i want the main moral values depicted from this poem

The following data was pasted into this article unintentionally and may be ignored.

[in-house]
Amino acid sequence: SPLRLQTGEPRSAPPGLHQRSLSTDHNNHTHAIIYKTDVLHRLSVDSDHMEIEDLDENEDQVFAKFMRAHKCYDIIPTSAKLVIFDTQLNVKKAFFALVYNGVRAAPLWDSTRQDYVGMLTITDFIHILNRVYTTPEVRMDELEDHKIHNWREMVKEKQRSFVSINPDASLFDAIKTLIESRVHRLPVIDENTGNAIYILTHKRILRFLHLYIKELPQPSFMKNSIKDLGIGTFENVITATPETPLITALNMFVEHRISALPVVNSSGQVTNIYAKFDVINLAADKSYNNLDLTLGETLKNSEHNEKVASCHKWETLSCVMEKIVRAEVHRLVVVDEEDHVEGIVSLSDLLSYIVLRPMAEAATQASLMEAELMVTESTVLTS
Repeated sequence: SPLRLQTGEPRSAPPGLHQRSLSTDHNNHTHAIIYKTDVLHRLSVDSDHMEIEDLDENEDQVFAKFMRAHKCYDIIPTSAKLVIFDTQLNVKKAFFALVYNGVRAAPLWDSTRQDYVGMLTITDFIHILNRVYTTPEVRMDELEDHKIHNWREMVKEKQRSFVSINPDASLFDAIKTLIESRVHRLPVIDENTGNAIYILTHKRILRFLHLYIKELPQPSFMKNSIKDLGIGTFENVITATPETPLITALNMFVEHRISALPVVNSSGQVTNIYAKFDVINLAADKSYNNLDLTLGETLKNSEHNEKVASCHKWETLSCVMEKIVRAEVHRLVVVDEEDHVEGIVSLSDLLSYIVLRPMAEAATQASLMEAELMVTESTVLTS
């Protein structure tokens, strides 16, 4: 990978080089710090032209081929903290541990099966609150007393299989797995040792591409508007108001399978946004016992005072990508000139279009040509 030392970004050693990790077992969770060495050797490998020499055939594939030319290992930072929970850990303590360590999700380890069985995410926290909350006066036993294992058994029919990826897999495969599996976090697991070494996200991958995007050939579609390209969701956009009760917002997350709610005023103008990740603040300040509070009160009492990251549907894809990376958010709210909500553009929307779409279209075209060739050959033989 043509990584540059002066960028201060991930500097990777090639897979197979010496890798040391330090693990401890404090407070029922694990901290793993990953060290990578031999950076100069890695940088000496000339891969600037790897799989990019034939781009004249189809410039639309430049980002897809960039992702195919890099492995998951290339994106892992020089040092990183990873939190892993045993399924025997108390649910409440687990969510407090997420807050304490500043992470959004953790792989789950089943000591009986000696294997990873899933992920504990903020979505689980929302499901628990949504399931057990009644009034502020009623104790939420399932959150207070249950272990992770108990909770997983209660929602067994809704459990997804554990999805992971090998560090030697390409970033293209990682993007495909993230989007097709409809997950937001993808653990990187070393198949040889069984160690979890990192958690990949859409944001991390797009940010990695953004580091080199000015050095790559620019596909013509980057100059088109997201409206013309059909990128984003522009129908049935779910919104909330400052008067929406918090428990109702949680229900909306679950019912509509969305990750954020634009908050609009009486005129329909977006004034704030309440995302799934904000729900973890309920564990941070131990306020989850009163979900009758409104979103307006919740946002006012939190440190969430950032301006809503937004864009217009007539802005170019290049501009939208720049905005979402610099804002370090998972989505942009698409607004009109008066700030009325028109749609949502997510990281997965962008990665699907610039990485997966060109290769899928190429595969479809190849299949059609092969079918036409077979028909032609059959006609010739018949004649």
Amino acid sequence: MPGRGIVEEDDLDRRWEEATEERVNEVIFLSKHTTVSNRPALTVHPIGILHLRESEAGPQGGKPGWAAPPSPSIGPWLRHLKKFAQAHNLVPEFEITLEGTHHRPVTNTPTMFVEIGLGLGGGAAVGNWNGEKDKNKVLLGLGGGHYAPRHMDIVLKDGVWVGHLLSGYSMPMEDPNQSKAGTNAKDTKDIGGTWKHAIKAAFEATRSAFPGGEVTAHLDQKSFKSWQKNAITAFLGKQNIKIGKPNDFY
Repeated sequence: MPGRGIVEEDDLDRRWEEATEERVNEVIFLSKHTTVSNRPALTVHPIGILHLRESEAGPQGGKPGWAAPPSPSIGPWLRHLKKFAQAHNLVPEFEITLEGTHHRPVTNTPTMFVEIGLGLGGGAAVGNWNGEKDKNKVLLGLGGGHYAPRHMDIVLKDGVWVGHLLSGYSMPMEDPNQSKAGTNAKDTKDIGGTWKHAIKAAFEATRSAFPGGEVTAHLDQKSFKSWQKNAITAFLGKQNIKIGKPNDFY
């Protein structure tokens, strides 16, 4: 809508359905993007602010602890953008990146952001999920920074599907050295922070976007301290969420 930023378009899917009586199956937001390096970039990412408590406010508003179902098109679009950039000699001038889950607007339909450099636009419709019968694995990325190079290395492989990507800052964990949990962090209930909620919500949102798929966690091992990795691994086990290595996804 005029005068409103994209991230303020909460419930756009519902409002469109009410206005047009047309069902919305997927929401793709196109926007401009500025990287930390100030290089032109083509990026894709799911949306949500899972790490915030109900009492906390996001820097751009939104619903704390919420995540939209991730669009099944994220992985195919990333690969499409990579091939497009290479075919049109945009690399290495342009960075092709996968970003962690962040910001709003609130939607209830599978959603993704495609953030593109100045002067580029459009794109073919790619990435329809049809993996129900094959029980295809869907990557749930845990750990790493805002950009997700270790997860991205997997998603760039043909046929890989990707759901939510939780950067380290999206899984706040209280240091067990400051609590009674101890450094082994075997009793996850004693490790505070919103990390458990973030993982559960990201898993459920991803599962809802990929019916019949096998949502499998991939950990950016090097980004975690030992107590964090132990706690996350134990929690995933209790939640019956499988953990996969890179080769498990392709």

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Coleridge reminds us that we are subject to the same moral laws and consequences as his characters. He also maintains a position of authorial power, as though to remind us that while we inhabit his story, we are in his hands. Just as the Ancient Mariner can compel men to listen to his tale, Coleridge can compel us to read "The Rime of the Ancient Mariner" from first line to last, and communicate his message to us so that we become "sadder and...wiser." Coleridge famously claimed that he did not intend for "The Rime of the Ancient Mariner" to have a moral, although he seems to phrase one neatly in the lines: "He prayeth best, who loveth best / All things both great and small; / For the dear God who loveth us, / He made and loveth all." Put differently, one becomes closer to God by respecting all his creations.